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Small Town, Big Heart

Theater Review

May. 28, 2008
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  For young Percy Talbott and the folks of Gilead, Wisconsin life is not a physical journey out of the small town. In their case, it’s a new way of looking at life within as they rediscover all that’s good about their close knit community. It takes an outsider like Percy to show the insiders where the dormant joys lie buried, waiting to be rediscovered.

  And life in Gilead centers around The Spitfire Grill, the homey diner crossroads where everyone knows, or tries to know, one another’s business. Based on the 1996 film of the same name, the stage musical version tells the story of Talbott, newly released from prison, who chooses the town based on pictures she saw in magazines while serving time.

  There’s the sheriff with the soft heart, the busy-body post mistress, the stay-at-home wife who yearns for more while her husband tries to figure out his life since the quarry closed. And the Grill’s owner, the tough, feisty independent Hannah, an elderly woman with her own secrets.

  At first, the community rejects the outsider Talbott, especially given her convict status. But as she earns her keep—and their trust—while helping to run the Spitfire Grill when Hannah is injured, prejudice gives way to acceptance. Everyone at The Spitfire Grill finds their own way back to self-discovery and a better understanding of themselves—and what matters most in this life.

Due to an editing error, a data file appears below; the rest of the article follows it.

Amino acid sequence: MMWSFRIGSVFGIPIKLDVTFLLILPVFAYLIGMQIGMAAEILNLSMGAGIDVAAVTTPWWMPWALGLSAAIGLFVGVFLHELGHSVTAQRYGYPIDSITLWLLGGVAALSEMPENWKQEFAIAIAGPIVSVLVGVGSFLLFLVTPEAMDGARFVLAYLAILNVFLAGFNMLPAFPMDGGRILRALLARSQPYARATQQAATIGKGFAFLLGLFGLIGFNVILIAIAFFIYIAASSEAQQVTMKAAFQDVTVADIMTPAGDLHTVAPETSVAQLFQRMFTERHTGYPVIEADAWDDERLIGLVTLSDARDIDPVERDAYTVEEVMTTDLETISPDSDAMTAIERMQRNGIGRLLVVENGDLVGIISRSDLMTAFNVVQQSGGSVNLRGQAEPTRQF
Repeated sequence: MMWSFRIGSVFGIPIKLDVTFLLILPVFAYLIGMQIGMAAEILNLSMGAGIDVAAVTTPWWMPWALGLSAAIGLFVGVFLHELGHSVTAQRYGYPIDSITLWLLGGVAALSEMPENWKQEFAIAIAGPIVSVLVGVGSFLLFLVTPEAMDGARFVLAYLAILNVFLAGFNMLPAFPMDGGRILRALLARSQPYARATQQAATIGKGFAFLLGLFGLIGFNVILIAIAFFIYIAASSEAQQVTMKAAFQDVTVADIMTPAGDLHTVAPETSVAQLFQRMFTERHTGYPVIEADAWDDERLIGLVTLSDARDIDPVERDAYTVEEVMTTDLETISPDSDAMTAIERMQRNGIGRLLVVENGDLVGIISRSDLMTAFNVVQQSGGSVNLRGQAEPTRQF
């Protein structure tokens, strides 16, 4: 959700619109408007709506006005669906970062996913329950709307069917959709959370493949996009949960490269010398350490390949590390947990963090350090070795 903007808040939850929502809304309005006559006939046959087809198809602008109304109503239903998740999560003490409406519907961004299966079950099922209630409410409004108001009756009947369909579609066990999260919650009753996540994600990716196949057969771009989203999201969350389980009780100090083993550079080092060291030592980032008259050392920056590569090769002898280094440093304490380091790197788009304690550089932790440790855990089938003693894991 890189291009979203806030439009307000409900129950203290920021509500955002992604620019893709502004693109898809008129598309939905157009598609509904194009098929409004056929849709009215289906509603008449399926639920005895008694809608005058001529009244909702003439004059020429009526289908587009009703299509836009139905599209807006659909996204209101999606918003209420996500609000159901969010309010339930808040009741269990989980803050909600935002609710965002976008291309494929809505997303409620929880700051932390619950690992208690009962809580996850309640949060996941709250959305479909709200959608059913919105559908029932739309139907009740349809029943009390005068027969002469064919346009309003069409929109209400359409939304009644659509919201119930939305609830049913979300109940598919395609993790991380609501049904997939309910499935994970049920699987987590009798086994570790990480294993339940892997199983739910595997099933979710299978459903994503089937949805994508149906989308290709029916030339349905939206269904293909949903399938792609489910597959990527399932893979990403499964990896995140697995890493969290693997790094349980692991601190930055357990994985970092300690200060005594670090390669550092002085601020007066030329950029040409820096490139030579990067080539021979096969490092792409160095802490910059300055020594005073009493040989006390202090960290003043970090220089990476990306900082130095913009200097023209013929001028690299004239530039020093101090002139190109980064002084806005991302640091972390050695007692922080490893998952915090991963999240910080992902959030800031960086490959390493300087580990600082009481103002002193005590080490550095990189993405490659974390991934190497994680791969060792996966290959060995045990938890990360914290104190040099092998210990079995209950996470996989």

Wisconsin natives James Valcq, a mainstay at the Skylight for many years, and the late Fred Alley wrote the book, music and lyrics (Valcq himself conducted the orchestra last opening weekend).It’s an eclectic score, filled with folk and country songs underscored by accordions, mandolins and guitars.The staging, directed by Skylight Artistic Director Bill Theisen, is well paced, as are the songs, which test the ranges of the various actors at times, despite strong voices.

  Katy Blake shines in the role of Percy, as if tailor made for the seemly innocent young woman who turns out to be wise beyond her years.She balances a defensive cynicism with a new found exuberance for life—and freedom—and the effect is infectious on those around her. As Hannah, Leslie Fitzwater plumbs the depths of this enigmatic, tough survivor, letting the layers peel back as the show progresses, allowing Hannah’s inner good and kindness to blossom once again. The rest of the cast shines as well, from Tony Clements as the sheriff with a soft spot, to Elizabeth Moliter’s role as Shelby, the repressed wife who finds freedom of her own. Steven Koehler, Becky Spice and the silent visitor, Michael Pocaro, round out the solid ensemble.

  At The Spitfire Grill, regulars get a lot more with their meals. It’s a life changing experience—and ultimately, a fulfilling one.

  The production runs through June 15 at the BroadwayTheatreCenter’s Cabot Theatre, 158 N. Broadway.


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